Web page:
After the assessment is completed, recommendations made, a report containing all relevant information about the project and the PIA should be issued. Key elements for inclusion in a PIA report include:
• project description
• PIA methodology
• description of information flows
• outcome of privacy impact analysis and compliance checks, including positive privacy impacts and privacy risks that have been identified, and strategies already in place to protect privacy
• recommendations to avoid or mitigate privacy risks
• description of any privacy risks that cannot be mitigated, the likely community response to these risks, and whether these risks are outweighed by the public benefit that will be delivered by the project
• if necessary, more detailed information (for example about consultation processes and outcomes) can be provided in appendices.
10. Respond and review
The responsible stakeholder, e.g., project manager, should document which recommendations they are going to implement, as well as those which they do not intend to implement and the rationale for such decisions.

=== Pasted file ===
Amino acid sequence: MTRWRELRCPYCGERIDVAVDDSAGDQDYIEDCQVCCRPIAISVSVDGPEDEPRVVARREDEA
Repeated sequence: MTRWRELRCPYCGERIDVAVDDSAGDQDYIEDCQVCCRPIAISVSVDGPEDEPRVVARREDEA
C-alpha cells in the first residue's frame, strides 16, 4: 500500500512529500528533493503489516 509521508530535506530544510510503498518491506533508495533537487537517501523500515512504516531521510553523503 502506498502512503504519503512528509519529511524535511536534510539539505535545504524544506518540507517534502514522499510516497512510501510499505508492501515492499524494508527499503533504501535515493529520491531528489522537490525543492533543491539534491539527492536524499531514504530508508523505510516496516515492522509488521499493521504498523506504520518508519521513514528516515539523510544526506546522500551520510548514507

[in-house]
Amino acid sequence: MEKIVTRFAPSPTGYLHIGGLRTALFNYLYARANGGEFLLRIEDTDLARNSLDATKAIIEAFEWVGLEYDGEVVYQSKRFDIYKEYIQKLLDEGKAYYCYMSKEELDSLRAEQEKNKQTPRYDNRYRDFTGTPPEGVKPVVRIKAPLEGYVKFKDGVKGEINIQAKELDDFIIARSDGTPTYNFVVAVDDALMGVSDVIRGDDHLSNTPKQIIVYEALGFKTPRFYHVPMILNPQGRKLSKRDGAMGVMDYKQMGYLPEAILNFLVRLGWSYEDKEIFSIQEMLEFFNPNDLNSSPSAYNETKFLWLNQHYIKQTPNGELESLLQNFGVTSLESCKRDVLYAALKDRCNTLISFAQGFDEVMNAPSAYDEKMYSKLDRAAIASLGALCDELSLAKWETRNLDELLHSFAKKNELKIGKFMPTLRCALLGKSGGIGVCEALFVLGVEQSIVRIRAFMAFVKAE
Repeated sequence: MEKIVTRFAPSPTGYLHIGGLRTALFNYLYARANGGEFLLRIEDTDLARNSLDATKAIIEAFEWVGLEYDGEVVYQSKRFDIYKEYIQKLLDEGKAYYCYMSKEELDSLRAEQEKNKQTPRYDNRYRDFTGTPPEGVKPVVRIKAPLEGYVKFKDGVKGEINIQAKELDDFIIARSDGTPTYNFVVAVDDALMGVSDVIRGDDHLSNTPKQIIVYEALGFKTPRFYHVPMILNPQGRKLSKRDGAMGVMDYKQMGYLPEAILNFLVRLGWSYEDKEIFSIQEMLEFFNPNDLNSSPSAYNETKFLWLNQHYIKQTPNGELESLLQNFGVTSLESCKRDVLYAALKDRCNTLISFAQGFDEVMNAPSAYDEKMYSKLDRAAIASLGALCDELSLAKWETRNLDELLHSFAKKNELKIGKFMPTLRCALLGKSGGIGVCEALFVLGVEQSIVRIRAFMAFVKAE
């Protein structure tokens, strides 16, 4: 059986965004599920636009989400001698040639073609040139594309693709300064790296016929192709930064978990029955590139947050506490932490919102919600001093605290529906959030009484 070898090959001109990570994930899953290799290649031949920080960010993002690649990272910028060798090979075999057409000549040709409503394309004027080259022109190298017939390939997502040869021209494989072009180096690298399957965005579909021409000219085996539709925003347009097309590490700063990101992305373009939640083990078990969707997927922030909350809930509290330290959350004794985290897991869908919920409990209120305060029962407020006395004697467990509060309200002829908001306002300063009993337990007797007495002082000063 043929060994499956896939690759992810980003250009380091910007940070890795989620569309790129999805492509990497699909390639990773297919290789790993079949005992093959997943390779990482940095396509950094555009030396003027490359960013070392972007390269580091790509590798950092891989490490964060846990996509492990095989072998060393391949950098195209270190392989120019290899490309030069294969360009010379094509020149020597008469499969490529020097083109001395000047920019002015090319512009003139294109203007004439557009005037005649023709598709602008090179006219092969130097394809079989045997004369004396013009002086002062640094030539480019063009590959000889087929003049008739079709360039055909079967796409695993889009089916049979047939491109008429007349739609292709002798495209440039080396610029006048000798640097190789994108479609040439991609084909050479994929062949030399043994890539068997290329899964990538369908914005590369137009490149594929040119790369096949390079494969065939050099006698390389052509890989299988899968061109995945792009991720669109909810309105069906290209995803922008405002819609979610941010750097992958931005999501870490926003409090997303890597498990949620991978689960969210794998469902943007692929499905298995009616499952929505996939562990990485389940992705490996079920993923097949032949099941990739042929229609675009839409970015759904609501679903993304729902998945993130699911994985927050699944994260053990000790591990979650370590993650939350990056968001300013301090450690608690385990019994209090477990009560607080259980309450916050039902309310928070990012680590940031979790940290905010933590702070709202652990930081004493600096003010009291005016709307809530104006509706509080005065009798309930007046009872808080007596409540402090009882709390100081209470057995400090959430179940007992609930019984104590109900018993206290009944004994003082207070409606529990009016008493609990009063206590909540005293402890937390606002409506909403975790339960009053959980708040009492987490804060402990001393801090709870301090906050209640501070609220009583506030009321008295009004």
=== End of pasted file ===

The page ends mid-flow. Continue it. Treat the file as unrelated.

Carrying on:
Also, the entity should consider whether employing external audit is a reasonable thing to do. The audit can assist in ensuring that PIAs have been properly carried out and the recommendations implemented.
Many projects undergo changes before they are finally implemented. As the project progresses, the PIA should be revisited, and updated or revised if developments in the design or implementation of the project create new privacy impacts that were not previously considered.
The Commissioner’s summary of 10 steps is available on the Commissioner’s website and can be accessed here.
Also, the Office has prepared an amazing e-learning course on how to conduct a PIA with a short test in the end. It can be accessed here.
The Commissioner has also made it easier for organizations and provided a PIA toolkit (questionnaire with a risk assessment template). It can be accessed here (the link is to a downloadable word document).
Photo by Athena from Pexels.
The content herein is taken from the Australian Information Commissioner and Privacy Commissioner website and the links mentioned in the article. Ideas expressed in this article are personal views of the author and do not constitute legal advice.